Boeing and Rolls-Royce have invested £26.5 million (approx. $37.6 million) in Reaction Engines Limited, a UK-based aerospace company working on the 3D printing enabled SABRE engine and future hypersonic travel.
Capable of Mach 5.4 and Mach 25 speeds, the Synergetic Air-Breathing Rocket Engine (SABRE) travels at 5.4 and 25 times the speed of sound, making military response or long-haul flights a breeze.
Steve Nordlund, Vice President of Boeing investment arm HorizonX comments, “We continue to connect capabilities around the globe with our investment in Reaction Engines, which is our first in a UK-based company,”
“As Reaction Engines unlocks advanced propulsion that could change the future of air and space travel, we expect to leverage their revolutionary technology to support Boeing’s pursuit of hypersonic flight.”
A $142 million project
Reaction Engines was formed in 1989 “to design and develop the technologies needed for a new class of innovative hypersonic propulsion system,” i.e. the SABRE.
SABRE engine development is supported by £60 million (approx. $85.1 million) in funding from the UK Government (the UK Space Agency and the European Space Agency/ESA). The company has also previously received £20.6 million (approx. $29.2 million) from the world’s second biggest defense company and UK based enterprise BAE Systems.
With the latest fund from Boeing and Rolls-Royce, Reaction Engines has raised over £100 million ($142 million) in the past three years.
Reaction Engines Chief Executive Mark Thomas comments, “In addition to providing our largest round of private investment, these new partners bring invaluable expertise in both hypersonics and engine technologies with significant access to target markets,”
“This is not only a vote of confidence in our technology but also underlines belief in our ability to develop a thriving commercial business which will provide strong financial returns for our shareholders.”
3D printing in the SABRE
The SABRE is a hybrid engine capable of flying at both low and high altitudes, using hydrogen/oxygen mixing (low altitude), or stored liquid oxygen (LOX) when launched into space. Its versatility means that aircraft powered by the engine can fly from London to Australia (Around 15,160 km) in the space of four and half hours, or it can be integrated into a reusable spaceplane.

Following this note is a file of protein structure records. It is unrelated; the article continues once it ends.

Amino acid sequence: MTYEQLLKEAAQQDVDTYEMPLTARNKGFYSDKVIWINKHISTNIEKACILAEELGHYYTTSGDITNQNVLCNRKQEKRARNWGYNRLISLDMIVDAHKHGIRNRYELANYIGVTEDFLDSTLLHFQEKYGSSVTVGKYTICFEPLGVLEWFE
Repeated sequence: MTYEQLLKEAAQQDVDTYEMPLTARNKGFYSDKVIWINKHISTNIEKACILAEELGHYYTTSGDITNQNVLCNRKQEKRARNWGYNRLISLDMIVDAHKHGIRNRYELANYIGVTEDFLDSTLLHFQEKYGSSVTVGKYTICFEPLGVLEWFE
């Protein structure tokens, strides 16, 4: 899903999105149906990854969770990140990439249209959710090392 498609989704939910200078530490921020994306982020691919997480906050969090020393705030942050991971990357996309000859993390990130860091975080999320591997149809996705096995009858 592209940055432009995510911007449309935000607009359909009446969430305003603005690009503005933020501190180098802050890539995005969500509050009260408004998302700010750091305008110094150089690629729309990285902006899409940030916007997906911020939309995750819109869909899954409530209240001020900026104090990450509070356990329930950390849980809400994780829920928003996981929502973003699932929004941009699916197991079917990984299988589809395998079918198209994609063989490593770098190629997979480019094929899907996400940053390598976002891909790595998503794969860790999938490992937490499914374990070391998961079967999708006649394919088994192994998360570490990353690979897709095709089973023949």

A poignant breakthrough in the development of this hybrid engine is Reaction Engines’ proprietary heat exchanger technology which is “the most powerful means of cooling air in the world.” This technology can remove 400 MW of heat from the air “the equivalent of a small power station.”
The propellant injector system, which prevents ice formation during this heat exchange, is made using additive manufacturing.
Boeing’s pursuit of hypersonic flight
Reaction Engines investor Boeing is also conducting hypersonic flight development in a contract with the U.S. Defense Advanced Research Projects Agency (DARPA) and Californian rocket developer Aerojet Rocketdyne.
According to DARPA the hypersonic spaceplane concept will integrate “numerous state-of-the-art technologies” in its production. Boeing and Aerojet’s involvement with additive manufacturing is expected to play an important part in the process.
Aerojey Rocketdyne’s AR1 engine with 3D printed components is on track for certification in 2019. And Boeing recently signed and agreement with Swiss listed technology group Oerlikon to develop a standard for 3D printed titanium aircraft components.
3D printing boldly goes…
In other aerospace news, Stratasys has announced that a variant on it’s recently-released Antero™ 800NA PEKK-based thermoplastic will be a key component in the production of NASA’s Orion deep-space spacecraft.
Russia’s next generation airline jet engine, the Aviadvigatel PD-35, is also using additive manufacturing. And space exploration technology startup Relativity Space has received $35 million in funding to boost development of the Stargate, dubbed “the largest metal 3D printer in the world.
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Featured image shows SABRE Engine concept. Image via Reaction Engines